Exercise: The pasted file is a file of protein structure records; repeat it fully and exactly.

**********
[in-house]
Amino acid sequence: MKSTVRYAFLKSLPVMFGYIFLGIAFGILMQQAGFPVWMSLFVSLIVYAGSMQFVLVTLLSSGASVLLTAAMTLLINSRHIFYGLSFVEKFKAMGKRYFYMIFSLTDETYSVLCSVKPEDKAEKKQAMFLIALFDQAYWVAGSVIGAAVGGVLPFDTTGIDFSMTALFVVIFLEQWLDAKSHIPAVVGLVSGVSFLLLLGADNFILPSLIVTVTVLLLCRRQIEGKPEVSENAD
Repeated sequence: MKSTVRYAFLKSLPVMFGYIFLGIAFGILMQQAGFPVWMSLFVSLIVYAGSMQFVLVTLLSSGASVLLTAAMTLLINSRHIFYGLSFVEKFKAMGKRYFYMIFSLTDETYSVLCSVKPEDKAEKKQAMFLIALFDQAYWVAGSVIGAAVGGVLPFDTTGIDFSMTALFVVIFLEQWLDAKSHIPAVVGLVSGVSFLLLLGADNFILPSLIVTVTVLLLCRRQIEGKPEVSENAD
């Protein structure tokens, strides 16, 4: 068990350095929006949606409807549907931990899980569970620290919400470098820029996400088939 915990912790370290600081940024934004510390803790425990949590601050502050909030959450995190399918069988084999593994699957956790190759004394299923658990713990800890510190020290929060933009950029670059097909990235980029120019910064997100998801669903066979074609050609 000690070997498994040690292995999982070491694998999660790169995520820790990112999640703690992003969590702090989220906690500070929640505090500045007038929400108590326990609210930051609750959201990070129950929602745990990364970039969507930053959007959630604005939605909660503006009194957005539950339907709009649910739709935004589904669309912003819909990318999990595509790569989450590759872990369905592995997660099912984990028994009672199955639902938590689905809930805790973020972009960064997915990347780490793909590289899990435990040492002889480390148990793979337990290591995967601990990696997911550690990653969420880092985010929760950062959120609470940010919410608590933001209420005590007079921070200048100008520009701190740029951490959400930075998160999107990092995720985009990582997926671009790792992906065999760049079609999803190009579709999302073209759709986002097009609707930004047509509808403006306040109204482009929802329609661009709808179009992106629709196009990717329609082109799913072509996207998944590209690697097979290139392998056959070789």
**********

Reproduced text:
[in-house]
Amino acid sequence: MKSTVRYAFLKSLPVMFGYIFLGIAFGILMQQAGFPVWMSLFVSLIVYAGSMQFVLVTLLSSGASVLLTAAMTLLINSRHIFYGLSFVEKFKAMGKRYFYMIFSLTDETYSVLCSVKPEDKAEKKQAMFLIALFDQAYWVAGSVIGAAVGGVLPFDTTGIDFSMTALFVVIFLEQWLDAKSHIPAVVGLVSGVSFLLLLGADNFILPSLIVTVTVLLLCRRQIEGKPEVSENAD
Repeated sequence: MKSTVRYAFLKSLPVMFGYIFLGIAFGILMQQAGFPVWMSLFVSLIVYAGSMQFVLVTLLSSGASVLLTAAMTLLINSRHIFYGLSFVEKFKAMGKRYFYMIFSLTDETYSVLCSVKPEDKAEKKQAMFLIALFDQAYWVAGSVIGAAVGGVLPFDTTGIDFSMTALFVVIFLEQWLDAKSHIPAVVGLVSGVSFLLLLGADNFILPSLIVTVTVLLLCRRQIEGKPEVSENAD
């Protein structure tokens, strides 16, 4: 068990350095929006949606409807549907931990899980569970620290919400470098820029996400088939 915990912790370290600081940024934004510390803790425990949590601050502050909030959450995190399918069988084999593994699957956790190759004394299923658990713990800890510190020290929060933009950029670059097909990235980029120019910064997100998801669903066979074609050609 000690070997498994040690292995999982070491694998999660790169995520820790990112999640703690992003969590702090989220906690500070929640505090500045007038929400108590326990609210930051609750959201990070129950929602745990990364970039969507930053959007959630604005939605909660503006009194957005539950339907709009649910739709935004589904669309912003819909990318999990595509790569989450590759872990369905592995997660099912984990028994009672199955639902938590689905809930805790973020972009960064997915990347780490793909590289899990435990040492002889480390148990793979337990290591995967601990990696997911550690990653969420880092985010929760950062959120609470940010919410608590933001209420005590007079921070200048100008520009701190740029951490959400930075998160999107990092995720985009990582997926671009790792992906065999760049079609999803190009579709999302073209759709986002097009609707930004047509509808403006306040109204482009929802329609661009709808179009992106629709196009990717329609082109799913072509996207998944590209690697097979290139392998056959070789």